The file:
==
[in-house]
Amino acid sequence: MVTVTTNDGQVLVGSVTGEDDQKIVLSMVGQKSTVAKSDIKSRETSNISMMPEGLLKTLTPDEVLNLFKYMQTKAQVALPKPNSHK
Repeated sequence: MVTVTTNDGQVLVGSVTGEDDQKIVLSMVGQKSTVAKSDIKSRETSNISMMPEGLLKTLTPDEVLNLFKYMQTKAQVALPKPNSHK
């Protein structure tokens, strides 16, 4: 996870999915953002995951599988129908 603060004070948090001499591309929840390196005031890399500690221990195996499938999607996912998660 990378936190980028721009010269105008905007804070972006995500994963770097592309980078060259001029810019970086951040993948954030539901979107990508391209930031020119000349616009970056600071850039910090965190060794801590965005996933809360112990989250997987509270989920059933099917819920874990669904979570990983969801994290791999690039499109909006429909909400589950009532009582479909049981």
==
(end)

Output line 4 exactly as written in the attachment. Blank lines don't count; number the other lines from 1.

């Protein structure tokens, strides 16, 4: 996870999915953002995951599988129908 603060004070948090001499591309929840390196005031890399500690221990195996499938999607996912998660 990378936190980028721009010269105008905007804070972006995500994963770097592309980078060259001029810019970086951040993948954030539901979107990508391209930031020119000349616009970056600071850039910090965190060794801590965005996933809360112990989250997987509270989920059933099917819920874990669904979570990983969801994290791999690039499109909006429909909400589950009532009582479909049981």